"A Grand Army Man" which Mr. Warfleld will reveal to a Los Angeles audience at the Belasco theater Friday night, was first presented at the Stuyvesant theater, New York city, October 16, 1907, Just one year and one week before Its forthcoming opening here. The play was enthusiastically praised ley the critics and continued at the Stuyvesant for several months, though it did not succeed in supplanting the popularity of "The Music Master" which subsequently was revived, alternating in Mr. Warfleld's repertoire with the latter work. The play is in four acts. The action takes place in a small Indiana. town about 1880. Wes Bigelow, post commander of the local G. A. R. and stage driver since the war, has taken charge of the orphaned son of one of his old comrades, the husband of the woman he loved. In his great affection for the boy he consistently spoils the lad, a fault shared by his housekeeper, Letitla. Letitla believes Robert to be the embodiment of all youthful virtues and to possess unusual talents as an inventor. Robert is president of the local Sons of Veterans and the Idol of most of the members of the local post.
Now the post has just built a new hall, and after much effort, In which the Women's Relief corps lent assistance, has raised almost enough money to pay for It. This sum, $1000.47, has been entrusted to Robert to deposit in the bank in the next town. Wes amends the minutes of the post meeting to show that Robert carried the money on his bicycle, the first in the village.
Robert is discontented with his life. In the first place he la in love with Hallie Andrews, daughter of Judge Andrews, who has failed of reelection through Wes Bigelow's efforts. Naturally Robert is not welcomed at the judge's home. Besides, he is envious of the other village boys who have gone away to Indianapolis or Terre Haute and made some sort of success. Especially is he envious of Rogers Wellman, a lawyer and representing the district attorney at the court, now in session. Wellman is also an approved suitor for Halite's hand. Wes' discovers the boy' discontent and Ingeniously learns of Halite's regard for him. He contrives to bring the young people together, and they settle matters for themselves. Robert discloses to Hallie that he has not deposited the post money, but has invested it in a bucket shop with full assurance of making $5000 for himself. He has told Wes nothing about it.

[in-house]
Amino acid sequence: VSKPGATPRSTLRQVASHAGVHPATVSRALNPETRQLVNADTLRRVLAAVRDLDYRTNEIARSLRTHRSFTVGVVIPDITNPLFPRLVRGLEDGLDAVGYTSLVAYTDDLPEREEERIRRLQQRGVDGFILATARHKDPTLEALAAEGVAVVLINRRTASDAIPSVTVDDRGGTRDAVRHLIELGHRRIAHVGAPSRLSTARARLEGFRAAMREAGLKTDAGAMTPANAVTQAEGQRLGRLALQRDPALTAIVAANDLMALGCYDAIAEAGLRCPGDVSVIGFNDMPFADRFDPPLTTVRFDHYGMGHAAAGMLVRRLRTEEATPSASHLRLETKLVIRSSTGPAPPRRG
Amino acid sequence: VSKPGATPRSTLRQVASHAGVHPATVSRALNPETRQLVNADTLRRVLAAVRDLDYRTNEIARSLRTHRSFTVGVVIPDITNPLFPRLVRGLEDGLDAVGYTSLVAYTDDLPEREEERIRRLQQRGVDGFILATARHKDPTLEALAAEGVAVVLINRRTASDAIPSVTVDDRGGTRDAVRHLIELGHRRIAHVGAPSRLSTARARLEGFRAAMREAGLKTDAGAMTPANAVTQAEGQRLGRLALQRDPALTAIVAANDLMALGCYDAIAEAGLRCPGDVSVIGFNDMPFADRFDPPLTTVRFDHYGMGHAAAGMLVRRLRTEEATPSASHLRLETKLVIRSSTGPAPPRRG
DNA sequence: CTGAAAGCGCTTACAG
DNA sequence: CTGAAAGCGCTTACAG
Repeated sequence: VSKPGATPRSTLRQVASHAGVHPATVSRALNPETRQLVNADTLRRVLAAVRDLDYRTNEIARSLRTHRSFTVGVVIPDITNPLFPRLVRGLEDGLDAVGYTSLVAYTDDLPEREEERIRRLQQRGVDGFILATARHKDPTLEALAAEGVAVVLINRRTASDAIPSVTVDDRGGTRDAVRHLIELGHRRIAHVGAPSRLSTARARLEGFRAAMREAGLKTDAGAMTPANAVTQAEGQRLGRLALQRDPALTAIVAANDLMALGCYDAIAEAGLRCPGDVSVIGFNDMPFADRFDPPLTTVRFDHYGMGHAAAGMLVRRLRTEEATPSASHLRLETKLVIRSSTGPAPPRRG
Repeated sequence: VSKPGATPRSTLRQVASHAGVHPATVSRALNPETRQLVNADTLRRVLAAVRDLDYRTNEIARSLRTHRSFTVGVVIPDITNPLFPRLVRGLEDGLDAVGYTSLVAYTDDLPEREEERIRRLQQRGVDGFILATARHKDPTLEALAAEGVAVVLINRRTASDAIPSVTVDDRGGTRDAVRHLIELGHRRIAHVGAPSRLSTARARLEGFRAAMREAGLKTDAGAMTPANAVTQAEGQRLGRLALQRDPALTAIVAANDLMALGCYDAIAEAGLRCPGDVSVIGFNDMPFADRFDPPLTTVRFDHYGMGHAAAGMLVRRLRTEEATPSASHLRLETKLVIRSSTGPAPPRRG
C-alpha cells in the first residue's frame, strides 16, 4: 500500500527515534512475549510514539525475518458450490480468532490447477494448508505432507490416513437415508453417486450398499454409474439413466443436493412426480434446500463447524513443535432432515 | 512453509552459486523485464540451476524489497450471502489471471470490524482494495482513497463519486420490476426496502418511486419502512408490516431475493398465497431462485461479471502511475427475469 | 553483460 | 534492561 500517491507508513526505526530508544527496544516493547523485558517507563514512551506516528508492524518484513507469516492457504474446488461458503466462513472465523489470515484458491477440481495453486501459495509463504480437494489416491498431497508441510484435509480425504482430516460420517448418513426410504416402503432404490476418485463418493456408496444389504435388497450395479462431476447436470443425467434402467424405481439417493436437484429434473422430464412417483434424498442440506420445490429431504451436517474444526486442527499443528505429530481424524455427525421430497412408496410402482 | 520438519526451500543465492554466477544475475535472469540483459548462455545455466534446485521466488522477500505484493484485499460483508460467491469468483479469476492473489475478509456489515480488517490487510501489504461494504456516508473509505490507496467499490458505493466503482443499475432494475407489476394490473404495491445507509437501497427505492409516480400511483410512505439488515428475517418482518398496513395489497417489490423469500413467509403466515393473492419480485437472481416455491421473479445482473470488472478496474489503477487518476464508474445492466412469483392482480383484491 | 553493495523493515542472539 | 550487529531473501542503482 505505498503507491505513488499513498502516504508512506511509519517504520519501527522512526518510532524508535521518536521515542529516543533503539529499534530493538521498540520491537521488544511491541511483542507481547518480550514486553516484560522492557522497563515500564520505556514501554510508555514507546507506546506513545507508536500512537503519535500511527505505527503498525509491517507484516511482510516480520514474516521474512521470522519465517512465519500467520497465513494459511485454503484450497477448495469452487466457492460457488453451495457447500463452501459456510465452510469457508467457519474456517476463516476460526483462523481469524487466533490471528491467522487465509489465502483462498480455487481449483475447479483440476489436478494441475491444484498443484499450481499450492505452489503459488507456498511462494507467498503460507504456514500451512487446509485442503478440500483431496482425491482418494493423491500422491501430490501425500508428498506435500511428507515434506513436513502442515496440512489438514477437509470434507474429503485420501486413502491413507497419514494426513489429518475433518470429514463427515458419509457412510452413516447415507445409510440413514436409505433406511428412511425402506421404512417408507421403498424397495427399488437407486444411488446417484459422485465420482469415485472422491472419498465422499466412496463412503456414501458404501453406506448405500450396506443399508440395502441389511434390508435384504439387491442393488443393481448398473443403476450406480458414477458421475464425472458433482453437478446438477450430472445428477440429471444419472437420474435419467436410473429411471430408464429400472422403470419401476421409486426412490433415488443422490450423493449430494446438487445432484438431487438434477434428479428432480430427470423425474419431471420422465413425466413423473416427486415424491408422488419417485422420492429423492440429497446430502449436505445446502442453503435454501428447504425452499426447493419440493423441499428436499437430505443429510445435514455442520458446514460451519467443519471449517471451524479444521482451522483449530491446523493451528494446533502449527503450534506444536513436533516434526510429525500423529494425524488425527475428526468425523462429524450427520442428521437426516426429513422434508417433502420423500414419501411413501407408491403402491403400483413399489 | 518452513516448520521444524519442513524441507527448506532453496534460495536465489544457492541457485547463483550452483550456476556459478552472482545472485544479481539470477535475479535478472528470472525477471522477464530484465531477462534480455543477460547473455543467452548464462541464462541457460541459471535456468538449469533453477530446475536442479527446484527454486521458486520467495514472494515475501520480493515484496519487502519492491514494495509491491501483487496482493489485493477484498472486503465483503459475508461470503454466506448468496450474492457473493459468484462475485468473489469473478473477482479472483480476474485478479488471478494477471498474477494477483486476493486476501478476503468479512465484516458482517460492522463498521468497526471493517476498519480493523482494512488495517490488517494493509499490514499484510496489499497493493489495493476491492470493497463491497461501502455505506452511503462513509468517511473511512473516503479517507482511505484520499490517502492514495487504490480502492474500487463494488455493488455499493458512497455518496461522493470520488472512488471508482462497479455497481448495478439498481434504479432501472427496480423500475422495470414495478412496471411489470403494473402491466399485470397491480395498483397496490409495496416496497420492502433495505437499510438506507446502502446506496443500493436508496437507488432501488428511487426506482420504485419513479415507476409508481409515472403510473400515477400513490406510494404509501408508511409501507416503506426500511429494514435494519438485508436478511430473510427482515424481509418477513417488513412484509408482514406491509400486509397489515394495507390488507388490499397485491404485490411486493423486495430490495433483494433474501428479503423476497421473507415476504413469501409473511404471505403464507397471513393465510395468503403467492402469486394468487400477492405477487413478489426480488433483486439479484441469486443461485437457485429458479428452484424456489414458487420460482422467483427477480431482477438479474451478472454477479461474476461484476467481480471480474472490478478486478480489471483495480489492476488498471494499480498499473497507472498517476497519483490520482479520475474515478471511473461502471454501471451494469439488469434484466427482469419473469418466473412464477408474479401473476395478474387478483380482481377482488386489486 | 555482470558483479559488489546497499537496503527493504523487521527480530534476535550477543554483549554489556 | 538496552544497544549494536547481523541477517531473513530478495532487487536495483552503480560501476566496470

But even while he is rejoicing in his approaching wealth he receives a letter announcing the loss of the money. The second act takes place at the new G. A. R. hall on decoration night. The local post is jubilant over its freshly painted home, and visiting comrades are somewhat envious of it. Robert does not take part in the festivities, too much worried over the loss of the I funds. Hallie devises a scheme to replace the money. She has in her father's keeping some money left her by her mother, but in asking Judge Andrews for it she discloses Robert's guilt. The judge, already disliking the boy and hoping for revenge on Wes, persuades the post treasurer. Let Pettlrigill, a drunkard, to press a charge against the boy. Let is suffering from a snub from Wes and readily agrees. Robert is accused and makes a shamefaced denial. Then he is left alone with Wse'. In an agonizing scene the post commander brings a confession from the lad and realizes that he has not been strict enough with him. He makes Robert take off his coat and takes a whip to thrash him. At the first blow, however, Wes realizes whose son he is striking, and he throws, away the lash,. takes the boy in his arms and forgives him.
Three days later Robert is brought before Judge Andrews for trial. Wes has succeeded in raising enough money to make restitution, but Let Pettlnglll is obdurate. He insists on pressing the charge. Robert pleads guilty, and Wellman, representing the district attorney, begs for leniency for the boy. The judge sentences him to one year in state's prison, and he is led away, Wes clinging to him until the door of the court room closes. Then the old man bursts Into invective against the Judge and his "Justice" until quieted by his friends. The fourth act occurs six months later, on New Year's day. Wes and Letltia have been struggling to pay off the debt incurred by Wes's borrowings. Hallie comes to them to reiterate her love for Robert and her desire to help him when he is released. And when evening falls Robert returns, pardoned, to begin life over again.